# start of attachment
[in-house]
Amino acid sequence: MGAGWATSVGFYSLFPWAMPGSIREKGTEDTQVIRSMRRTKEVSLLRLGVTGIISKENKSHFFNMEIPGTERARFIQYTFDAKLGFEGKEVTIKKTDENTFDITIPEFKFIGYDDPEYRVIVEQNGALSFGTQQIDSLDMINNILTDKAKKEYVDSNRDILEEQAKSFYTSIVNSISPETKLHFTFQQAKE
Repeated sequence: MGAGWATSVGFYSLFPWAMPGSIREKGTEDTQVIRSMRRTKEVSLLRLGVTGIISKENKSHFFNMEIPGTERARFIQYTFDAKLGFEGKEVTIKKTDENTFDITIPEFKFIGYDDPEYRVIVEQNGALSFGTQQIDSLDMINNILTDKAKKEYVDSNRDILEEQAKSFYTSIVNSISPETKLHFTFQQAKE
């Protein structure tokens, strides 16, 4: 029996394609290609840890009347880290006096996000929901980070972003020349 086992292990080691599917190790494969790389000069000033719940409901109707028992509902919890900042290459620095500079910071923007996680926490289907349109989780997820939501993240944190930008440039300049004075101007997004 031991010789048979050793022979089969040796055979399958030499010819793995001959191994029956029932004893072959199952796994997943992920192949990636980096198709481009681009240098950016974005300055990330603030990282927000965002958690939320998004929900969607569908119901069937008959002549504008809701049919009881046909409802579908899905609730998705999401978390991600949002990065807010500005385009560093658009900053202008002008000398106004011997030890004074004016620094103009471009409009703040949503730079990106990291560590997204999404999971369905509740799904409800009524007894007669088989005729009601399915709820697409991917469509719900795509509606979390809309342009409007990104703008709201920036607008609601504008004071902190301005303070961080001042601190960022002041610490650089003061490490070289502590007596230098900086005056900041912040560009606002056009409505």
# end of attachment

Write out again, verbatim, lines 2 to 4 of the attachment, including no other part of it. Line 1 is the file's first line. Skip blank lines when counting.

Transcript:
Amino acid sequence: MGAGWATSVGFYSLFPWAMPGSIREKGTEDTQVIRSMRRTKEVSLLRLGVTGIISKENKSHFFNMEIPGTERARFIQYTFDAKLGFEGKEVTIKKTDENTFDITIPEFKFIGYDDPEYRVIVEQNGALSFGTQQIDSLDMINNILTDKAKKEYVDSNRDILEEQAKSFYTSIVNSISPETKLHFTFQQAKE
Repeated sequence: MGAGWATSVGFYSLFPWAMPGSIREKGTEDTQVIRSMRRTKEVSLLRLGVTGIISKENKSHFFNMEIPGTERARFIQYTFDAKLGFEGKEVTIKKTDENTFDITIPEFKFIGYDDPEYRVIVEQNGALSFGTQQIDSLDMINNILTDKAKKEYVDSNRDILEEQAKSFYTSIVNSISPETKLHFTFQQAKE
């Protein structure tokens, strides 16, 4: 029996394609290609840890009347880290006096996000929901980070972003020349 086992292990080691599917190790494969790389000069000033719940409901109707028992509902919890900042290459620095500079910071923007996680926490289907349109989780997820939501993240944190930008440039300049004075101007997004 031991010789048979050793022979089969040796055979399958030499010819793995001959191994029956029932004893072959199952796994997943992920192949990636980096198709481009681009240098950016974005300055990330603030990282927000965002958690939320998004929900969607569908119901069937008959002549504008809701049919009881046909409802579908899905609730998705999401978390991600949002990065807010500005385009560093658009900053202008002008000398106004011997030890004074004016620094103009471009409009703040949503730079990106990291560590997204999404999971369905509740799904409800009524007894007669088989005729009601399915709820697409991917469509719900795509509606979390809309342009409007990104703008709201920036607008609601504008004071902190301005303070961080001042601190960022002041610490650089003061490490070289502590007596230098900086005056900041912040560009606002056009409505």